Saturday, 5 April 2014

A garden without wildlife is hardly a garden at all

Ever changing ever new

Our average affluent north Durban suburban garden owner has the most  uninteresting sterile garden possible planted to a very limited number of sterile unchanging plants such as Philodendron selloum cv. Xanadu, bright coloured crotons Codiaeum variegatum, dust collecting Dianella tasmanica variegata, Ophiopogon japonica, Ophiopogon jaburan variegata a never changing boring landscape. Masses of boring single straight stemmed palms, yellow leaved Duranta erecta Sheena's Gold ™ which have been trimmed into hedges, balls and who knows what, to me a plant that is this colour is  critically ill and needs to be removed. All to be finished of with horrible gaudy purple border bedding plants such as purple setcreasea Tradescantia pallida and Rheoe Tradescantia spathacea

Croton Codiaeum variegatum

The Croton Codiaeum variegatum above is very clearly a magnificent plant that has its uses but it never changes how it looks which in time becomes overpowering and boring and in particular it is sterile, it attracts no wildlife at all it could very easily be replaced in the garden with an identical copy made of plastic and few if any people would be any the wiser. These magnificently colourful plants most certainly do not bring life into the garden.

Change and variety are the spices of life and that applies in particular when planning a garden either exotic or indigenous if one would like to create tranquillity in the garden and to provide the greatest of benefit for the user and observer.

In a Proudly South African living garden planted to our local South African plants there are never two days that are the same, it is ever changing, ever interesting, the  bright yellow bloom of a Hibiscus calyphyllus or Hibiscus surattensis here this morning gone this afternoon a flush of blooms the following day.

Hibiscus surattensis  bright and beautiful ever changing never the same.

Dietes grandiflora and Dietes iridioides which come to their full glory for a single day in the spring and early summer months after a drop in atmospheric pressure, then wait for the next drop in pressure to repeat the spectacle. A blaze of blue from the Agapanthus Agapanthus praecox spp.orientalis for a few weeks during midsummer, a blaze of orange from the aloes during the winter to be followed by a blaze of red from the coral tree Erythrina lysistemon announcing the early spring that attract birds and insect 

A brightly coloured butterfly here and brightly coloured bird over there plucking a bright berry from a Psychotria capensis bush. A brightly coloured carpenter bee sucking nectar from the flower of a Justicia betonica, dragonflies doing their amazing aerial displays, interesting and brightly insects every where.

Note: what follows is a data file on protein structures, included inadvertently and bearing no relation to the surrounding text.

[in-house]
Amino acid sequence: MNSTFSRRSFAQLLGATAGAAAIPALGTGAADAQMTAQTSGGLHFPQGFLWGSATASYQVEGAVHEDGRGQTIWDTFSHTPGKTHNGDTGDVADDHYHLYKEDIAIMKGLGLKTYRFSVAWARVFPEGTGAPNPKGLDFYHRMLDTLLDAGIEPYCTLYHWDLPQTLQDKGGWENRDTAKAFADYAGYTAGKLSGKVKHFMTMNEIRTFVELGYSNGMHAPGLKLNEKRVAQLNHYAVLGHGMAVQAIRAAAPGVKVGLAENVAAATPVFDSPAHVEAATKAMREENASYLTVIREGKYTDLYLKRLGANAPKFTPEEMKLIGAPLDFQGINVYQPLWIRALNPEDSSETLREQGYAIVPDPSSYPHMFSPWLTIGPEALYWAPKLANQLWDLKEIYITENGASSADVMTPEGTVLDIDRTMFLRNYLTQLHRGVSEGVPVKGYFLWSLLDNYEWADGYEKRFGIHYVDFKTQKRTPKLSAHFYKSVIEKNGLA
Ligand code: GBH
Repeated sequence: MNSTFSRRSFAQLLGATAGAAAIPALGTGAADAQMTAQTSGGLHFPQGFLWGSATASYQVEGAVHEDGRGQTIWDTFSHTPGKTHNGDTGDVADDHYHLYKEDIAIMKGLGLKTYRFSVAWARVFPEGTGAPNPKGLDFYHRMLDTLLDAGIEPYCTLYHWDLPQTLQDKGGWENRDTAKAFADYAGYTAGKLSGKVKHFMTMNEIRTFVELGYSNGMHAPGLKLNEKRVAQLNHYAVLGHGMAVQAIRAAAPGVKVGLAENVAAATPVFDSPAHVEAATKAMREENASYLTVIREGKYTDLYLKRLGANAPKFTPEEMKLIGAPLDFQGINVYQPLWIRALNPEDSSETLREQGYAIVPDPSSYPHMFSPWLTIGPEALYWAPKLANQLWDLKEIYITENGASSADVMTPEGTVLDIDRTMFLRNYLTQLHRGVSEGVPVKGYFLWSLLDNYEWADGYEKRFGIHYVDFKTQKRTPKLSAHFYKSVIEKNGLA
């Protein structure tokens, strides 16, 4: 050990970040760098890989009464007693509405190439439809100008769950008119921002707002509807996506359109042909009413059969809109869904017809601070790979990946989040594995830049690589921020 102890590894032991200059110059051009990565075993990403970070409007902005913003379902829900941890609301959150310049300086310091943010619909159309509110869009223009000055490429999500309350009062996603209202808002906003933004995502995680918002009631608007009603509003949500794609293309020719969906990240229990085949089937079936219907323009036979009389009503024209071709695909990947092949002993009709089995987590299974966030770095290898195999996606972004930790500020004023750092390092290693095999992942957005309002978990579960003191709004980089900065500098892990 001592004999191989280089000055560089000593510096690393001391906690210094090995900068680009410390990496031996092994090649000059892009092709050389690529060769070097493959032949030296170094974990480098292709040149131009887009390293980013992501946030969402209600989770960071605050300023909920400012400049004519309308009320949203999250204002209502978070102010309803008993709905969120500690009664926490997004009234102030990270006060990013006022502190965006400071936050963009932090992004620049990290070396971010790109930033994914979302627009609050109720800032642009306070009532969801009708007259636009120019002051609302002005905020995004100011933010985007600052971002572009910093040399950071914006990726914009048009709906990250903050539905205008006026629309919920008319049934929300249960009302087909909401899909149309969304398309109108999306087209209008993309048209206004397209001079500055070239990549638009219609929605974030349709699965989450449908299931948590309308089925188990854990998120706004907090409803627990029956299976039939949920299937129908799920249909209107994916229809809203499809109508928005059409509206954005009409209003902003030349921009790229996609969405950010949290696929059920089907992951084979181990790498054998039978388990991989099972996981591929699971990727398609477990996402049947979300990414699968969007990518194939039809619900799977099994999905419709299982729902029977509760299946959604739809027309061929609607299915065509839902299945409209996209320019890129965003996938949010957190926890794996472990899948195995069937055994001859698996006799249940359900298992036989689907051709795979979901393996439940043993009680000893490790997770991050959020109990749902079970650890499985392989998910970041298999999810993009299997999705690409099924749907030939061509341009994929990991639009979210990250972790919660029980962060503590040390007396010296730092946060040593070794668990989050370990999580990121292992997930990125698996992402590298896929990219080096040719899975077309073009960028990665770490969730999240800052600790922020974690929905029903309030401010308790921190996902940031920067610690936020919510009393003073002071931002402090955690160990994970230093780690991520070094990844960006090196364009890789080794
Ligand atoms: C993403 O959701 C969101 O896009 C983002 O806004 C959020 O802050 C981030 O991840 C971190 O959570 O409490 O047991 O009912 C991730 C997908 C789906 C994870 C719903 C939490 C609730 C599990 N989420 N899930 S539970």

A brightly coloured carpenter bee Xylocopa caffra sucking nectar from the flower of a Justicia betonica

A bright coloured bird flying overhead to alight and pluck a bright red berry from a Psychotria capensis in full fruit in the winter. An interesting and colourful bug sitting on a flower, interesting colourful insects everywhere you look in the garden. A Striped Skink Trachylepsis striata sunning its self on a stone and one up on the roof garden waiting for a fat fly to pass by, a blue headed tree agama Acanthocercus atricollis sunning itself on the trunk of a tree

A spectacled Weaver Ploceus ocularis building its nest on a Strelitzia tree Strelitzia nicolai outside my kitchen door.

These things are seldom seen and experienced in your regular traditional Durban garden with its mostly sterile tropical and subtropical plants that appear to never change from season to season, day to day, week to week, year to year, never changing always the same. Many of these gardens may just as well be made of brightly coloured plastic and concrete for all the life that they bring into the garden. Well manicured bright un-natural colours, coarse textures.
A well designed garden planted exclusively to our local indigenous plants will be green and tranquil full of interest, full of beauty, with green that comes in every texture, form and shade is ever changing ever new. Every day there is a new surprise, as flower buds burst open to expose a splash of brilliant colour, sometimes lasting only a few hours and sometimes weeks on end then back to the tranquillity of green to soothe the soul.

A very easy plant to propagate and to grow is this magnificent pendulous Gladiolus cruentus a rare critically endangered local gem seldom if ever seen in cultivation in South Africa

A brightly coloured sun bird gently alights on a leonotis intermedia to sip nectar before flitting off to another brightly coloured plant or to hawk a passing insect in mid air.

During the day bright orange paradise flycatchers with their long tail feathers dart out under the canopies of the trees to catch a passing fly and as the sun dips its head below the horizon tiny little bats appear doing tight aerobatics under the same trees to hawk the insects that they feed on.

I look out the window and see a bright coloured Locust Zonocerus elegans which feeds on the milk weed plant Gomphocarpus physocarpus which is also the host plant to the African Monarch Butterfly.